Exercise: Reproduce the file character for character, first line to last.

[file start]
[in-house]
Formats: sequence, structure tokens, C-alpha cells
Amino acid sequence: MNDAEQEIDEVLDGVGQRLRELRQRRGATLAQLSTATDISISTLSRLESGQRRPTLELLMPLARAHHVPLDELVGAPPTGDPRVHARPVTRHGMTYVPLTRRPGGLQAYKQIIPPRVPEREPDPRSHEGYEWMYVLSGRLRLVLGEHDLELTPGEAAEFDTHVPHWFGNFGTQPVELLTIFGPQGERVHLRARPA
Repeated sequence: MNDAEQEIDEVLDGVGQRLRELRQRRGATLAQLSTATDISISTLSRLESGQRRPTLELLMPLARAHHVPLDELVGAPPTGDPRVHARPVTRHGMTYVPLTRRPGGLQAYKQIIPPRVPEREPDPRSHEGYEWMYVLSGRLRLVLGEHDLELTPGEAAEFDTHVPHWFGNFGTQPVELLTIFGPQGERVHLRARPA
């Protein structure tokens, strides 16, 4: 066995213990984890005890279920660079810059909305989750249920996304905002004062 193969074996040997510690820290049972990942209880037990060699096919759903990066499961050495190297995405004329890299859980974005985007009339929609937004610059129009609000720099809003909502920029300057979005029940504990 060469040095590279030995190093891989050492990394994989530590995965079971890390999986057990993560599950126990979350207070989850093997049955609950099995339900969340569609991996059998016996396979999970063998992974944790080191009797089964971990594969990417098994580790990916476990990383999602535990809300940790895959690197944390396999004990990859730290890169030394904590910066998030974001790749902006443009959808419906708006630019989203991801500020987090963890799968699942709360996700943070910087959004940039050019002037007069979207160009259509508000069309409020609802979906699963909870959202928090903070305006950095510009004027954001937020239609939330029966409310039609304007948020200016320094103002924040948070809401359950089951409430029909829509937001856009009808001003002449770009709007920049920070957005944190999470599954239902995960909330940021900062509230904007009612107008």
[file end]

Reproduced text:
[in-house]
Formats: sequence, structure tokens, C-alpha cells
Amino acid sequence: MNDAEQEIDEVLDGVGQRLRELRQRRGATLAQLSTATDISISTLSRLESGQRRPTLELLMPLARAHHVPLDELVGAPPTGDPRVHARPVTRHGMTYVPLTRRPGGLQAYKQIIPPRVPEREPDPRSHEGYEWMYVLSGRLRLVLGEHDLELTPGEAAEFDTHVPHWFGNFGTQPVELLTIFGPQGERVHLRARPA
Repeated sequence: MNDAEQEIDEVLDGVGQRLRELRQRRGATLAQLSTATDISISTLSRLESGQRRPTLELLMPLARAHHVPLDELVGAPPTGDPRVHARPVTRHGMTYVPLTRRPGGLQAYKQIIPPRVPEREPDPRSHEGYEWMYVLSGRLRLVLGEHDLELTPGEAAEFDTHVPHWFGNFGTQPVELLTIFGPQGERVHLRARPA
């Protein structure tokens, strides 16, 4: 066995213990984890005890279920660079810059909305989750249920996304905002004062 193969074996040997510690820290049972990942209880037990060699096919759903990066499961050495190297995405004329890299859980974005985007009339929609937004610059129009609000720099809003909502920029300057979005029940504990 060469040095590279030995190093891989050492990394994989530590995965079971890390999986057990993560599950126990979350207070989850093997049955609950099995339900969340569609991996059998016996396979999970063998992974944790080191009797089964971990594969990417098994580790990916476990990383999602535990809300940790895959690197944390396999004990990859730290890169030394904590910066998030974001790749902006443009959808419906708006630019989203991801500020987090963890799968699942709360996700943070910087959004940039050019002037007069979207160009259509508000069309409020609802979906699963909870959202928090903070305006950095510009004027954001937020239609939330029966409310039609304007948020200016320094103002924040948070809401359950089951409430029909829509937001856009009808001003002449770009709007920049920070957005944190999470599954239902995960909330940021900062509230904007009612107008």